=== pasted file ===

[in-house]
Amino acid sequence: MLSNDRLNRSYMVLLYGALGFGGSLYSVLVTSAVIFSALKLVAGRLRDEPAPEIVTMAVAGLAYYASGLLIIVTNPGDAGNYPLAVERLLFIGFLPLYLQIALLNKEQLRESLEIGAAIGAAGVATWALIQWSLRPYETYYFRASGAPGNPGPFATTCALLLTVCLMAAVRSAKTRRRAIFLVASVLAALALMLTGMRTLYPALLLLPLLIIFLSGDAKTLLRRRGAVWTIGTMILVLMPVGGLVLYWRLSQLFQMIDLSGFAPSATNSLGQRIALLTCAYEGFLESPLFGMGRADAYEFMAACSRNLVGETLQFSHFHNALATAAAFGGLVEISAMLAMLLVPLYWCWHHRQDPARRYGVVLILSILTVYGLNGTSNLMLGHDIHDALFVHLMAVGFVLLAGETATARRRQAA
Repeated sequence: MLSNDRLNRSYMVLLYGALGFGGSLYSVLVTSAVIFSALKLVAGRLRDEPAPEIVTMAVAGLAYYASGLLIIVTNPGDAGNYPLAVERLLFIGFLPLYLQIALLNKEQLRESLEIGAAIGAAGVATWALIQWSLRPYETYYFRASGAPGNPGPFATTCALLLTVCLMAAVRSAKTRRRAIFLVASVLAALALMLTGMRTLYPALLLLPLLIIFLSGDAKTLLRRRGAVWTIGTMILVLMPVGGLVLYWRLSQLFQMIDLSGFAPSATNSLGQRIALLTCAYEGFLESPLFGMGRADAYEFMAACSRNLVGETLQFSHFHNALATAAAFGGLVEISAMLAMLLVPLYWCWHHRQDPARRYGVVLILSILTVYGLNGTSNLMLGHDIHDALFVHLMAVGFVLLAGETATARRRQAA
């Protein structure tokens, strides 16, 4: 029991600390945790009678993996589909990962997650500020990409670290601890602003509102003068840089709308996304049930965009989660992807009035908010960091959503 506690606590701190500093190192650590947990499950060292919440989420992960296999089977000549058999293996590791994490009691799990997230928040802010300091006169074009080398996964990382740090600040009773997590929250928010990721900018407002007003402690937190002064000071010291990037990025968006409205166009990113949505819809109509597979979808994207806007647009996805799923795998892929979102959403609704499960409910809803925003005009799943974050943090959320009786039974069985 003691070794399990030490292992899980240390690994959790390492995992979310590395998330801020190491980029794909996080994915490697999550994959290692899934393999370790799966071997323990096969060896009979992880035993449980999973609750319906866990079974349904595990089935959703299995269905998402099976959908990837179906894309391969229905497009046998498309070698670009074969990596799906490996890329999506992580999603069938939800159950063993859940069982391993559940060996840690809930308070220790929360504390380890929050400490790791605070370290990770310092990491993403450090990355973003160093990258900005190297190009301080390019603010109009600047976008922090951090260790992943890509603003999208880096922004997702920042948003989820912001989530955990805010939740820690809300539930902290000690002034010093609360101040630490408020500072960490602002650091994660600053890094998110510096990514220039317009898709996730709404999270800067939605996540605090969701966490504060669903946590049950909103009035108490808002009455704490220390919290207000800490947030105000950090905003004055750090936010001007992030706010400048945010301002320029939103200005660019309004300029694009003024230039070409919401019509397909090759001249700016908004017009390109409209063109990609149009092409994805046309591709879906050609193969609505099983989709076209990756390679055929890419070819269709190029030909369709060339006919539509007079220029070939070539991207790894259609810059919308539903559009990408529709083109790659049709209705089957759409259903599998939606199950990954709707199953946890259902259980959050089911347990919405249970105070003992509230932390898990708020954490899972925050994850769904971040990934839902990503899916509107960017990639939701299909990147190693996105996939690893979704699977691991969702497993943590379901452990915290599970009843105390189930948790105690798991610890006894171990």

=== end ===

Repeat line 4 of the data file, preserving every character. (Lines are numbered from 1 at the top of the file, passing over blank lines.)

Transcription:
């Protein structure tokens, strides 16, 4: 029991600390945790009678993996589909990962997650500020990409670290601890602003509102003068840089709308996304049930965009989660992807009035908010960091959503 506690606590701190500093190192650590947990499950060292919440989420992960296999089977000549058999293996590791994490009691799990997230928040802010300091006169074009080398996964990382740090600040009773997590929250928010990721900018407002007003402690937190002064000071010291990037990025968006409205166009990113949505819809109509597979979808994207806007647009996805799923795998892929979102959403609704499960409910809803925003005009799943974050943090959320009786039974069985 003691070794399990030490292992899980240390690994959790390492995992979310590395998330801020190491980029794909996080994915490697999550994959290692899934393999370790799966071997323990096969060896009979992880035993449980999973609750319906866990079974349904595990089935959703299995269905998402099976959908990837179906894309391969229905497009046998498309070698670009074969990596799906490996890329999506992580999603069938939800159950063993859940069982391993559940060996840690809930308070220790929360504390380890929050400490790791605070370290990770310092990491993403450090990355973003160093990258900005190297190009301080390019603010109009600047976008922090951090260790992943890509603003999208880096922004997702920042948003989820912001989530955990805010939740820690809300539930902290000690002034010093609360101040630490408020500072960490602002650091994660600053890094998110510096990514220039317009898709996730709404999270800067939605996540605090969701966490504060669903946590049950909103009035108490808002009455704490220390919290207000800490947030105000950090905003004055750090936010001007992030706010400048945010301002320029939103200005660019309004300029694009003024230039070409919401019509397909090759001249700016908004017009390109409209063109990609149009092409994805046309591709879906050609193969609505099983989709076209990756390679055929890419070819269709190029030909369709060339006919539509007079220029070939070539991207790894259609810059919308539903559009990408529709083109790659049709209705089957759409259903599998939606199950990954709707199953946890259902259980959050089911347990919405249970105070003992509230932390898990708020954490899972925050994850769904971040990934839902990503899916509107960017990639939701299909990147190693996105996939690893979704699977691991969702497993943590379901452990915290599970009843105390189930948790105690798991610890006894171990």